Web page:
When Google Fiber launched about six years ago, management projected that it would reach 5 million subscribers within the first five years. After launching its first official location -- Kansas City -- in 2012, management said that Google Fiber was a viable business model. Former CFO Patrick Pichette told analysts on its fourth-quarter 2012 earnings call that Google Fiber is not a hobby, and that it should be a good business.
But two years later, Fiber only had about 200,000 subscribers, according to The Information. And while it doesn't know the exact count today, it's still well below the 5 million subscriber goal Google initially laid out, according to The Information's report.
Fiber is now called Access and is part of Alphabet's ( GOOG 0.46% ) ( GOOGL 0.62% ) Other Bets segment. Alphabet CEO Larry Page reportedly ordered the division to cut its workforce in half, to 500 employees, while cutting customer acquisition costs to just 10% of its current run rate.
The biggest loser
Through the first six months of 2016, Alphabet's Other Bets has seen its operating loss expand almost 30%, to $1.6 billion. Capital expenditures increased 44% year over year, as well. The bulk of that increase in capital expenditures, according to CFO Ruth Porat, came from Fiber.
Fiber spent more than $1 billion laying its cables under the streets of Kansas City. And Kansas City represented a prime opportunity for the Alphabet division to take advantage of existing infrastructure. Future cities are expected to cost just as much, if not more. With six active cities, Alphabet has already sunk at least $6 billion into Fiber, and it has plans for 16 more cities in the near future.
That kind of spending is unsustainable if Fiber is only attracting a few thousand subscribers per city. Fiber costs $50 per month for a 100 Mbps connection – which is faster than most broadband connections -- and $70 per month for 1 Gbps – which is the fastest in the industry. An average revenue per user of about $65 means Fiber generated just $150 million in 2014 from its 200,000 subscribers. At that rate, it'll take 40 years to recoup just the costs of its capital expenditures in its first six cities.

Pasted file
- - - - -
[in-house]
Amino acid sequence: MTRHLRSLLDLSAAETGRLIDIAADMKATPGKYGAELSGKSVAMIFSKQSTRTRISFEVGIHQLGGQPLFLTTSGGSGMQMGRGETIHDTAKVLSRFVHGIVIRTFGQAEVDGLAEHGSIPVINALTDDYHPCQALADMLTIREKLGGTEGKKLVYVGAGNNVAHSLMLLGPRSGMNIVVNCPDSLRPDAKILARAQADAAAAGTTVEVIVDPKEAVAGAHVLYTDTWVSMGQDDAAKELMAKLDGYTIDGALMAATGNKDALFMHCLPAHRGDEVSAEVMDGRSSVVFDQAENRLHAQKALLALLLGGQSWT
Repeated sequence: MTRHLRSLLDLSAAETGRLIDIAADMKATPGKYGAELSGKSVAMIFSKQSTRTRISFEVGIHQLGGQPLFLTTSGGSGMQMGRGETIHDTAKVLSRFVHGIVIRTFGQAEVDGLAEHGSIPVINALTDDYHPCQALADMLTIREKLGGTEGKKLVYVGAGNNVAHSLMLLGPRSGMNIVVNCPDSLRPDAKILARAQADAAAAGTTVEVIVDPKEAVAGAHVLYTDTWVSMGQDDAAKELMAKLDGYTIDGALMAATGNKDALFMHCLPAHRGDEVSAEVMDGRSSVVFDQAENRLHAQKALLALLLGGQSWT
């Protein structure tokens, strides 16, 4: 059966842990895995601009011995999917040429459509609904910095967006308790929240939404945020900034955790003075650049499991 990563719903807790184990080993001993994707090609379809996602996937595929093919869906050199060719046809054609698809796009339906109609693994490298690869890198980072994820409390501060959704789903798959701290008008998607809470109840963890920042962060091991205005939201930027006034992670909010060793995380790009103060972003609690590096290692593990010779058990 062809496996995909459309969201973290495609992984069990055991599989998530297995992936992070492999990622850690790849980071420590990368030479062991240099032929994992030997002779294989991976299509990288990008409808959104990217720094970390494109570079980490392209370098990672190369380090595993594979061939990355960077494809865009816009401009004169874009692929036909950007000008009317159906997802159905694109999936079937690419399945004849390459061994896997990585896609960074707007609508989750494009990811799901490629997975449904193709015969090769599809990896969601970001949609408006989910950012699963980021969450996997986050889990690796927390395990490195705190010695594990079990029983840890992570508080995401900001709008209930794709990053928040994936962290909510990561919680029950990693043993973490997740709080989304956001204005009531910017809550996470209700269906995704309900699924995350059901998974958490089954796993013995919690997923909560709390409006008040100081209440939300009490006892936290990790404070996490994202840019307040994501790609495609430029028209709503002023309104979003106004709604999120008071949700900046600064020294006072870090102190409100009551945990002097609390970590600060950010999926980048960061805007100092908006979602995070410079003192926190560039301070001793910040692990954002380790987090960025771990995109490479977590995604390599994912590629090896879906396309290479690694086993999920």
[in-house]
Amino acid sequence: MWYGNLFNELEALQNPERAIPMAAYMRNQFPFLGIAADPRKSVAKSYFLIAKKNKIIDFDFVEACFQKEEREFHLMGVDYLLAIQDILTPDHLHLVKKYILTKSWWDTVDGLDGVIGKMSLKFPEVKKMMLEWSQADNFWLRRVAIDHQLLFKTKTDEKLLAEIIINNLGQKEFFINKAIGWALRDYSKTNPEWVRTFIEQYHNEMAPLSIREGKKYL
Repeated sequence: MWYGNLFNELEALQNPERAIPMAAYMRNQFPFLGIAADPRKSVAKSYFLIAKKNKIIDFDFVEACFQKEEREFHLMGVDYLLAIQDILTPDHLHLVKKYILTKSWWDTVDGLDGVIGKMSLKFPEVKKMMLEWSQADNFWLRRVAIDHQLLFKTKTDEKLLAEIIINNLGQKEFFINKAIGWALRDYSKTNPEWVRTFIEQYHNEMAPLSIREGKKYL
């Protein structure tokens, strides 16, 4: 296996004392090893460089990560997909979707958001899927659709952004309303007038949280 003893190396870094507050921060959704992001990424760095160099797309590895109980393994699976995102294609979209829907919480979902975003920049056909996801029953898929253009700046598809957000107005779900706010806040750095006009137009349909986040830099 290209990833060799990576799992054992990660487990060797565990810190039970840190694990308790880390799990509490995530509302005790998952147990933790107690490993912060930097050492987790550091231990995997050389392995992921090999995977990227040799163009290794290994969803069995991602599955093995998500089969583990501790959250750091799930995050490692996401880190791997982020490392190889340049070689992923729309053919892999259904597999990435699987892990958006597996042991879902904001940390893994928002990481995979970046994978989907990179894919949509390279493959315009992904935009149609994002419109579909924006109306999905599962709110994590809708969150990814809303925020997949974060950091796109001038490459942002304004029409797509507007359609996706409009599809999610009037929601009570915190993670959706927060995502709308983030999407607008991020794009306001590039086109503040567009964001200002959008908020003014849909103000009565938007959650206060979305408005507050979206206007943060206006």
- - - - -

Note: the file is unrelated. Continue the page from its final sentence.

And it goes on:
Ms. Porat insists that Fiber's business is viable, but CEO Larry Page and President Sergey Brin have expressed discontent with the division. As such, investors should expect to see Fiber's expansion slow and its capital expenses and other operating costs come down. That could result in the operating loss of the Other Bets segment to come back down over the next year as Fiber reduces overhead costs.
What can Fiber do to reduce costs?
Aside from reducing its head count and slowing its expansion to reduce overhead and capital expenses, Fiber is also experimenting with a less capital-intensive way to deliver gigabit broadband to subscribers' homes.
The company acquired WebPass, a small broadband internet service provider, in June. WebPass specializes in technology that allows it to beam internet into subscribers' homes using an antenna connected to a fiber line. That means Fiber could serve more homes while digging up fewer streets and gardens and laying less fiber-optic cable.
While that will reduce capital expenses, Fiber will also be competing with Verizon ( VZ -0.59% ) and AT&T ( T 0.39% ), which are both proposing a similar system to deliver 5G cellular service to subscriber's homes. Verizon says its 5G connections will deliver 1 Gbps speeds – the same as Fiber.
Both wireless carriers intend to spend billions building out their next-generation networks. With Mr. Page's pressure on Fiber to reduce its costs, it's likely the Other Bet will be beaten to market in a lot of major cities.
While the reduction in costs will help relieve some of the losses Alphabet is experiencing from its Other Bets, it will also severely limit the upside of the business. But after five years of poor subscriber attachment, maybe it's time for a change.